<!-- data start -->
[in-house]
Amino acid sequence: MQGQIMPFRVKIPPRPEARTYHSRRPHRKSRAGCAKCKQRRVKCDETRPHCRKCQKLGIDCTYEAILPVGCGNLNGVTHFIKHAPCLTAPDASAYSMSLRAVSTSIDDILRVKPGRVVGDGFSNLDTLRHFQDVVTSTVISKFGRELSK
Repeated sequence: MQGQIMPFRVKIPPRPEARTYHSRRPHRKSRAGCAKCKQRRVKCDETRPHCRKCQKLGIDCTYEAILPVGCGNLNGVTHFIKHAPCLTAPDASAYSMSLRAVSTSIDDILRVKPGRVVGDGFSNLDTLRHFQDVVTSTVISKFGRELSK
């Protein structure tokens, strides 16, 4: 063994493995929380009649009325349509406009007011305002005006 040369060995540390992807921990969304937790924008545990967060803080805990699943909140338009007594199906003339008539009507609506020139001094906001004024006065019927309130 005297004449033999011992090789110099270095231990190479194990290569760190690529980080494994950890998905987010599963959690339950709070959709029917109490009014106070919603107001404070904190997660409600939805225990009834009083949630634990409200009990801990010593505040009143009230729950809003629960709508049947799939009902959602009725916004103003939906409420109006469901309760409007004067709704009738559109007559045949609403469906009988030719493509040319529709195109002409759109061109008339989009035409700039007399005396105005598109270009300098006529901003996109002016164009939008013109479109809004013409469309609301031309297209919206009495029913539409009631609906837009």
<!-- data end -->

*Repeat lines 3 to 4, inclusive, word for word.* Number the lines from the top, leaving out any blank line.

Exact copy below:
Repeated sequence: MQGQIMPFRVKIPPRPEARTYHSRRPHRKSRAGCAKCKQRRVKCDETRPHCRKCQKLGIDCTYEAILPVGCGNLNGVTHFIKHAPCLTAPDASAYSMSLRAVSTSIDDILRVKPGRVVGDGFSNLDTLRHFQDVVTSTVISKFGRELSK
């Protein structure tokens, strides 16, 4: 063994493995929380009649009325349509406009007011305002005006 040369060995540390992807921990969304937790924008545990967060803080805990699943909140338009007594199906003339008539009507609506020139001094906001004024006065019927309130 005297004449033999011992090789110099270095231990190479194990290569760190690529980080494994950890998905987010599963959690339950709070959709029917109490009014106070919603107001404070904190997660409600939805225990009834009083949630634990409200009990801990010593505040009143009230729950809003629960709508049947799939009902959602009725916004103003939906409420109006469901309760409007004067709704009738559109007559045949609403469906009988030719493509040319529709195109002409759109061109008339989009035409700039007399005396105005598109270009300098006529901003996109002016164009939008013109479109809004013409469309609301031309297209919206009495029913539409009631609906837009």